Good ideas sometimes come out of necessity. It’s unfortunate that ecologically sound practices often arise from grave situations, but at the same time, we must recognize the situation we are in. With the UK set to run out of landfill space over the next seven years, companies are being forced to rethink how products are packaged. With that daunting thought in mind, Greenbottle is launching a first: the paper wine bottle.
With tetra paks slowly gaining acceptance as a smart alternative to heavy glass bottles, the paper wine bottle may require a challenging leap forward. Let’s be honest: wine tastes better being poured out of a glass container. Most anything does—water is infinitely more satisfying when bottled as such, with none of the plastic residual taste. In this situation, however, there are more important considerations. A country with a population of roughly 60 million people is about to have nowhere to toss its garbage.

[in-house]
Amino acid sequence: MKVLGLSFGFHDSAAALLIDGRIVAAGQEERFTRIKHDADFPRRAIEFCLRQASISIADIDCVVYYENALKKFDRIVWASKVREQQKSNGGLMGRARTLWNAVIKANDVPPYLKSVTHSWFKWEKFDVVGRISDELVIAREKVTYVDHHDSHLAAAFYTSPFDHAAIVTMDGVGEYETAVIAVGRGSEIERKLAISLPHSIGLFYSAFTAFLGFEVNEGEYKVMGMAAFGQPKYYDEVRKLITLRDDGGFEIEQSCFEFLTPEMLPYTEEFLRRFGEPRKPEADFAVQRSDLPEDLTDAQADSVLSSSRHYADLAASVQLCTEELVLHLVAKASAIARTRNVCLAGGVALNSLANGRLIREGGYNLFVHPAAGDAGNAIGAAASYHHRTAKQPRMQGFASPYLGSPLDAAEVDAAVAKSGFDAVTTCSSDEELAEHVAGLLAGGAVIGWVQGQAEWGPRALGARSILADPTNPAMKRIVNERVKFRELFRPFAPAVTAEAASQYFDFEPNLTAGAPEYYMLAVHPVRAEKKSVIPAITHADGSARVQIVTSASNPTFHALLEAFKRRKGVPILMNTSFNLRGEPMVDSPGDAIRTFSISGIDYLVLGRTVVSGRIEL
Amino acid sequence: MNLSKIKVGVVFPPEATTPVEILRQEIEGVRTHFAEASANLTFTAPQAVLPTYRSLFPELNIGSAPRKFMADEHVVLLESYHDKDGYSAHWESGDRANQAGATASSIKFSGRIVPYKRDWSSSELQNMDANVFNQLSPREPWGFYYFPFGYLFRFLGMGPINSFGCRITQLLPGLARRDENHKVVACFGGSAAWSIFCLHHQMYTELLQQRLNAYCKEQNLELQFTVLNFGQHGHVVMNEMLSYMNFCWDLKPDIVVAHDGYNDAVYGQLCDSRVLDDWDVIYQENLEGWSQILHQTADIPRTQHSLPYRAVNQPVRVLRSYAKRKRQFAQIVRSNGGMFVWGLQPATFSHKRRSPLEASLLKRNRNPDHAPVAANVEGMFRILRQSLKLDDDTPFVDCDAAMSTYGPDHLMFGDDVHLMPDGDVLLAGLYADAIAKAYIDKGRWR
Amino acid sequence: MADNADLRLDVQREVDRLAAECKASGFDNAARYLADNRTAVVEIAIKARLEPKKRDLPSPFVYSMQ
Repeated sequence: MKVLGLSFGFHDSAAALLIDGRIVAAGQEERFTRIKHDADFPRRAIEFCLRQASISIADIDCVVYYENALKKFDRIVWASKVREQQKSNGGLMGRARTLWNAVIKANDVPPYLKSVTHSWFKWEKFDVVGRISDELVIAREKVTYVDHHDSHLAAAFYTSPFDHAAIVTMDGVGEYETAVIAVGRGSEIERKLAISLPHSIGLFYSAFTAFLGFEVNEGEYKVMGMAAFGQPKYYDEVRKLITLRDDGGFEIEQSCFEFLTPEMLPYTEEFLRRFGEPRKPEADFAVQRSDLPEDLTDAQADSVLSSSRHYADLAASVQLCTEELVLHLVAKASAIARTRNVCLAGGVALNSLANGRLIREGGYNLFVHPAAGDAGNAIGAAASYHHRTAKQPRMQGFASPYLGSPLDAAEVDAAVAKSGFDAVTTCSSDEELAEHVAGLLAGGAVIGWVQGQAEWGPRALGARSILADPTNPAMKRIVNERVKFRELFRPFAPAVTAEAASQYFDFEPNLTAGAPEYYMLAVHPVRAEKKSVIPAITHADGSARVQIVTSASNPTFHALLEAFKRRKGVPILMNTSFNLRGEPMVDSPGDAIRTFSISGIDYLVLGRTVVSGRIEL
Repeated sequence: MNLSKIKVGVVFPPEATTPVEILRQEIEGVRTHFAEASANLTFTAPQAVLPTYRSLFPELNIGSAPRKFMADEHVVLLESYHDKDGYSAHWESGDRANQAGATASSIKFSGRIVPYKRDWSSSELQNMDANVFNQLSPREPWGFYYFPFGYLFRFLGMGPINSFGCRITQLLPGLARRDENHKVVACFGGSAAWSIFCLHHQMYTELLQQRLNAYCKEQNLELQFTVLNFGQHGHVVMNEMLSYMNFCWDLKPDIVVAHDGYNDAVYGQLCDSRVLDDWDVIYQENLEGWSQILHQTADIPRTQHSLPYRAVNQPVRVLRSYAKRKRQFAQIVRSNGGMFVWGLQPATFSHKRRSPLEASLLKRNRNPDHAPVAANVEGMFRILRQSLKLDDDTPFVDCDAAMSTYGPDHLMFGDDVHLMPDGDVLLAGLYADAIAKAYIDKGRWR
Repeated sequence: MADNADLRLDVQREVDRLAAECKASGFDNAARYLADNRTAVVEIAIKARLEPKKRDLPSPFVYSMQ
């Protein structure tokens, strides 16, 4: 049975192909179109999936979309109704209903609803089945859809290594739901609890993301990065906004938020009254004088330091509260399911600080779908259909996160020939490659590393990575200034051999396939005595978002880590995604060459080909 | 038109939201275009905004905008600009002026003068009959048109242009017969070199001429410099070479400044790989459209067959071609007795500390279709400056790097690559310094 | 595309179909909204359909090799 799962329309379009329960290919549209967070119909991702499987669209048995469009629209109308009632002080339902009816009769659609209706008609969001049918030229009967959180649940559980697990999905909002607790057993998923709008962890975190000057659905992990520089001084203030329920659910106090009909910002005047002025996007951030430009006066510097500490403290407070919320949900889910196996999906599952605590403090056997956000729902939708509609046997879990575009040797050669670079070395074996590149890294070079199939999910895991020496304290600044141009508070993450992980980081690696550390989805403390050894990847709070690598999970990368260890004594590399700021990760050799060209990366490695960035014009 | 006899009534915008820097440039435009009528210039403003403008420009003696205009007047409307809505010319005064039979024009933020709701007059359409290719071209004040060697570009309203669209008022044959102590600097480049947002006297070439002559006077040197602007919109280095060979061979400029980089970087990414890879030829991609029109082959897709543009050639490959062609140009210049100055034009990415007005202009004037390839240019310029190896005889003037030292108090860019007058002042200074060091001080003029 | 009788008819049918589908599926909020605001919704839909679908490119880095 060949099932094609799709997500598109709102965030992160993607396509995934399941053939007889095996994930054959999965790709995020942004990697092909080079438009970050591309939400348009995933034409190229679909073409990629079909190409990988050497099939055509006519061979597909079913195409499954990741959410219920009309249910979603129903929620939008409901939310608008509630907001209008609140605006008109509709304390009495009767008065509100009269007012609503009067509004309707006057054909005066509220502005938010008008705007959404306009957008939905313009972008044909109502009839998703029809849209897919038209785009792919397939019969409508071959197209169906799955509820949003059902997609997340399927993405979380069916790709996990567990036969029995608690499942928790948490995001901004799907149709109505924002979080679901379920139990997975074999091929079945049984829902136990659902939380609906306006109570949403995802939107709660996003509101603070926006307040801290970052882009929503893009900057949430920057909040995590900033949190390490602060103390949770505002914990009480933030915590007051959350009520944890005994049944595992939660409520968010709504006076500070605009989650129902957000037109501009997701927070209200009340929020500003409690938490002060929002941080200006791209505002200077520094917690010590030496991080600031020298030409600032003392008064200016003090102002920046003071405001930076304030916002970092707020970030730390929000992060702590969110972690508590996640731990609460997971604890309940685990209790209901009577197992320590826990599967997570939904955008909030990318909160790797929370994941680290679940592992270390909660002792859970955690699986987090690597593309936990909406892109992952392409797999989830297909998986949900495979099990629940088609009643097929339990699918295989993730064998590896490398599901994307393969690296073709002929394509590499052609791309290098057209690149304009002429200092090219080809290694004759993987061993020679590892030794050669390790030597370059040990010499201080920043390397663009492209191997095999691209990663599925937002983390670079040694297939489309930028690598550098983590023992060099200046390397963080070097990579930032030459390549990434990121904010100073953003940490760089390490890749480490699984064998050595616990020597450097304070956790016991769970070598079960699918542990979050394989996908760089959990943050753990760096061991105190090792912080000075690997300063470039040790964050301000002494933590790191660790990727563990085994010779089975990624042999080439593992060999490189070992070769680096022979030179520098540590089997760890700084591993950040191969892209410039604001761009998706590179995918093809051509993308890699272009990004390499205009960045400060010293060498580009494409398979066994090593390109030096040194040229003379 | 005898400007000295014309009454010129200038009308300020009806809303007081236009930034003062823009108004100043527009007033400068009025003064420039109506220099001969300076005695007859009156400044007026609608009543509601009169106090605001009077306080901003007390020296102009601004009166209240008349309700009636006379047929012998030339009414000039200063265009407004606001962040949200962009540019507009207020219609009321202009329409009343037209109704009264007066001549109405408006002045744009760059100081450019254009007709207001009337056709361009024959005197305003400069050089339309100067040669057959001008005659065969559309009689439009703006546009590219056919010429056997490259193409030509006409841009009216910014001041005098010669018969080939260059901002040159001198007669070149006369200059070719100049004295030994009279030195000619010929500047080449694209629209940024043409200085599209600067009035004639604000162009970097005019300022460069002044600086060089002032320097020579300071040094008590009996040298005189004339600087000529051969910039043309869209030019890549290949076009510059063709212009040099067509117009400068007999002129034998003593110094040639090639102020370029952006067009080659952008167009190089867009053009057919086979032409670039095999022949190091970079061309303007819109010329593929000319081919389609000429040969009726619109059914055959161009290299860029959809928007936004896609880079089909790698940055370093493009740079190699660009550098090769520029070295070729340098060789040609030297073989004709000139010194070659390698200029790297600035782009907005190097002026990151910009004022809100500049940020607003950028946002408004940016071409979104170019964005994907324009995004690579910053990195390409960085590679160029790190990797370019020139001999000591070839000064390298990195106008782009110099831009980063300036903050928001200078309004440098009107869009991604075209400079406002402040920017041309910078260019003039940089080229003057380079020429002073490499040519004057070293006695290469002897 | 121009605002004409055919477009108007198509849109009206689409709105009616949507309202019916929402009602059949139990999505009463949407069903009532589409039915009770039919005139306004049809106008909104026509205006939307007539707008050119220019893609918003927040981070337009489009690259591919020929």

Greenbottle is currently in its testing phase of the world’s first paper milk bottle, which is being met with success. Wine is different, a fact that company executives are fully aware of. There is not much of an environmental pull for the predominant audience in that industry. Still, weighing 10% of a traditional glass bottle with only 10% of its ecological footprint, Greenbottle hopes that its latest innovation—purposefully shaped as a regular wine bottle—will win over hearts, not to mention taste buds. Considering that the bottle decomposes within weeks, there is plenty to be attracted to.
With a patent on the bottling production technology itself, Greenbottle hopes to sell off machines and training to individual producers and vineyards. The challenge in this very old and somewhat stuffy industry will be great. But the reality that people (in the UK at least) won’t have a choice much longer may help shift consumer consciousness.
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Image: Wine Glass in Focus II